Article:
As a child, you probably wore down a few pairs of shoes by walking to your neighbourhood school. For better or for worse however, today’s children are more likely to be taking advantage of their parents’ taxi service to get to school.
Even though the majority of children today live less than one kilometre away from school, those who actually walk or bike to school are much rarer than they were just a few decades ago. According to the results of a study that involved close to 1,500 pupils from Trois-Rivières and Montreal, only a third of elementary-school children walk or bike to school. In 1971, approximately four children out of five aged 7 and 8 actually walked to school, compared to roughly one child out of three today. Moreover, figures indicate that between 1998 and 2003, the number of children who walked to school in Montreal had decreased, while those taking the school bus had increased.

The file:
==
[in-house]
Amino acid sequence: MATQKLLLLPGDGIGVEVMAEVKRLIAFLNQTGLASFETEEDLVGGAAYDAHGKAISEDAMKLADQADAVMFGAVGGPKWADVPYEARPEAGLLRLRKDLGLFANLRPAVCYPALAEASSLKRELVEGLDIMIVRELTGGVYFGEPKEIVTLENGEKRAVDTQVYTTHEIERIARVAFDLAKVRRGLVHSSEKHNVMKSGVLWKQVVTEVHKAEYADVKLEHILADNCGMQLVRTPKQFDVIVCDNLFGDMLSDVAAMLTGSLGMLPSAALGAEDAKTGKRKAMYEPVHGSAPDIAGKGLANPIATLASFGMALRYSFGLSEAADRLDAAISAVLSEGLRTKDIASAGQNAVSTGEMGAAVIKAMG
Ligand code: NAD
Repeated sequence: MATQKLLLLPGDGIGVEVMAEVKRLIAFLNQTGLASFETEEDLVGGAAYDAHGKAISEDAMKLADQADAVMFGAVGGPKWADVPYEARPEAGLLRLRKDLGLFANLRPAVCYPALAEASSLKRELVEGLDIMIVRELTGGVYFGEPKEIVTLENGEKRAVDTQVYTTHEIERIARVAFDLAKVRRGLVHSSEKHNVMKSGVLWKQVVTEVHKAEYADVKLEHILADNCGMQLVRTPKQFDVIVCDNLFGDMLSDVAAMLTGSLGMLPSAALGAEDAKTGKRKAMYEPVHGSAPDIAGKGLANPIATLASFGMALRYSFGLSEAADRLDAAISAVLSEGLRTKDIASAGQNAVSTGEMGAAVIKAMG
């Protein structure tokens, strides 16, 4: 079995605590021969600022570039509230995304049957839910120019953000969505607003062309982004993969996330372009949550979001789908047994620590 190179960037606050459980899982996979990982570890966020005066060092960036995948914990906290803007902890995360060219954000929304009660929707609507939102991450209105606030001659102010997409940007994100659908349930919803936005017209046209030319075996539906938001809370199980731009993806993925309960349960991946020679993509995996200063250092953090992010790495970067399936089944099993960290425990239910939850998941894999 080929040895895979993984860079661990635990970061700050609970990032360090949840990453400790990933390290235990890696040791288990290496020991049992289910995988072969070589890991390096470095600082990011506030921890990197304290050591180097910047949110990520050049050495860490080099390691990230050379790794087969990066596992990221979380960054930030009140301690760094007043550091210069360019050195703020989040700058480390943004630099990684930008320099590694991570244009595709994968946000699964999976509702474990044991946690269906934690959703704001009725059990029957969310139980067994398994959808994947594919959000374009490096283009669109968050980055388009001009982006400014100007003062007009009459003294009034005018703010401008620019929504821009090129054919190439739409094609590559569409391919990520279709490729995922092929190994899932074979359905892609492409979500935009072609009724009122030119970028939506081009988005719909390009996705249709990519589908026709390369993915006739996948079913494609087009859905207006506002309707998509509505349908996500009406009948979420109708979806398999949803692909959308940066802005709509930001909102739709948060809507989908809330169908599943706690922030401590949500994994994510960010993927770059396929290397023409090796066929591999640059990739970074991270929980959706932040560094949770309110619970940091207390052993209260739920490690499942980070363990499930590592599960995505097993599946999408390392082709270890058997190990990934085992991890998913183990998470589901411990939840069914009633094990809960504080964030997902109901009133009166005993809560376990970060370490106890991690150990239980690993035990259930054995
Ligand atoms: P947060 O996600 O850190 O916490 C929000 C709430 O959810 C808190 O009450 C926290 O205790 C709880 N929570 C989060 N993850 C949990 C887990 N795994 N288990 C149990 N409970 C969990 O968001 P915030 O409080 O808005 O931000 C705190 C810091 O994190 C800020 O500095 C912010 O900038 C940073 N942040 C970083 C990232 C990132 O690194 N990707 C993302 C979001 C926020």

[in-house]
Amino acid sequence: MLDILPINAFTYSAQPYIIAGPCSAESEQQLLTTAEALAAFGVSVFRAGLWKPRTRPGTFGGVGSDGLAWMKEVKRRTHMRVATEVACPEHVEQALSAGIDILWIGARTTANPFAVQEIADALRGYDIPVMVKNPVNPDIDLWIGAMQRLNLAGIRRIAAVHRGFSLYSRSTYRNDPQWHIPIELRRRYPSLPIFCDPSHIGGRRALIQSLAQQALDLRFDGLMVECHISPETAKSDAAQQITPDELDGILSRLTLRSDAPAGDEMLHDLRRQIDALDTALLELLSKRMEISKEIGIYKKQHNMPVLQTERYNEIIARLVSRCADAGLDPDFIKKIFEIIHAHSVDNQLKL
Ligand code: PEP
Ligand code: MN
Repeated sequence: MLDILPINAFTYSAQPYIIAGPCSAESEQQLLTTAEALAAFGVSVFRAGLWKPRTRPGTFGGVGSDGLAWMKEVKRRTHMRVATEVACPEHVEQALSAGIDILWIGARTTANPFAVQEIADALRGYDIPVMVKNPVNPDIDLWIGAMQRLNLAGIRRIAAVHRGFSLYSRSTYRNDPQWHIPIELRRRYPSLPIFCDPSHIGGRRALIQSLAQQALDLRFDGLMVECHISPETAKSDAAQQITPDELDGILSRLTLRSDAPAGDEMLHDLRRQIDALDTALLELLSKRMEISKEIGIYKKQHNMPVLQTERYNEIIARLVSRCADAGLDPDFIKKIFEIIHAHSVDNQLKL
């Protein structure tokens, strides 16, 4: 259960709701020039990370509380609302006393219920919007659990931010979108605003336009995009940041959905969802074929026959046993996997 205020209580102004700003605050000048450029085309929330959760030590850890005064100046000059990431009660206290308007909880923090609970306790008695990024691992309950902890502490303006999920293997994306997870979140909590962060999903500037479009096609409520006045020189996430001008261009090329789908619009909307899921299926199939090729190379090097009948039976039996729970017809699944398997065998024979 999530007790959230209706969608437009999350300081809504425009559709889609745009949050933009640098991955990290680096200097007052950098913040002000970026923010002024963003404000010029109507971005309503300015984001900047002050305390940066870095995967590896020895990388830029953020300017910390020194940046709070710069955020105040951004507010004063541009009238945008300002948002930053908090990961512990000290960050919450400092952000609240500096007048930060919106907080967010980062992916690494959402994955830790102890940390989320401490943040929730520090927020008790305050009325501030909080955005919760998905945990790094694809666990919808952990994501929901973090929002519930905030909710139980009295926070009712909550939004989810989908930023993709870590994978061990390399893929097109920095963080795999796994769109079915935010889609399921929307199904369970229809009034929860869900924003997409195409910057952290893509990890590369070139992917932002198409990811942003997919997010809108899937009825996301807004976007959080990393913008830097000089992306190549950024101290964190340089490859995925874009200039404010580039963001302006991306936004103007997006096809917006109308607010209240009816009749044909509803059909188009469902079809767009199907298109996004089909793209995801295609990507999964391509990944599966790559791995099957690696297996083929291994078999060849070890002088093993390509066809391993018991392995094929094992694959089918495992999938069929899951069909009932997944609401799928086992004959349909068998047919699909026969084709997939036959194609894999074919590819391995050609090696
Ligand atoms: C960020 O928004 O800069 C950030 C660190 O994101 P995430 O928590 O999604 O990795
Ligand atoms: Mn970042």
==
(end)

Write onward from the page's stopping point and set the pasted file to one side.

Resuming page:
Considering the context in which we find ourselves today, with a steady and worrisome increase in childhood obesity and sedentariness, these findings are indeed troubling. Particularly since these few minutes of daily exercise could undoubtedly help improve the state of our children’s overall health and waistlines. Nevertheless, this situation is not easy to rectify. For many busy parents, it is easier to drop their children off at school, and for others, they simply live too far from school to allow their children to walk. Moreover, many parents fear for their children’s safety as pedestrians or cyclists. This concern calls attention to the serious need for improvements in the urban infrastructures of many Canadian cities. If you have school-aged children, perhaps you could consider encouraging them to get to school by their own means. It is a good option for their health, and for our environment.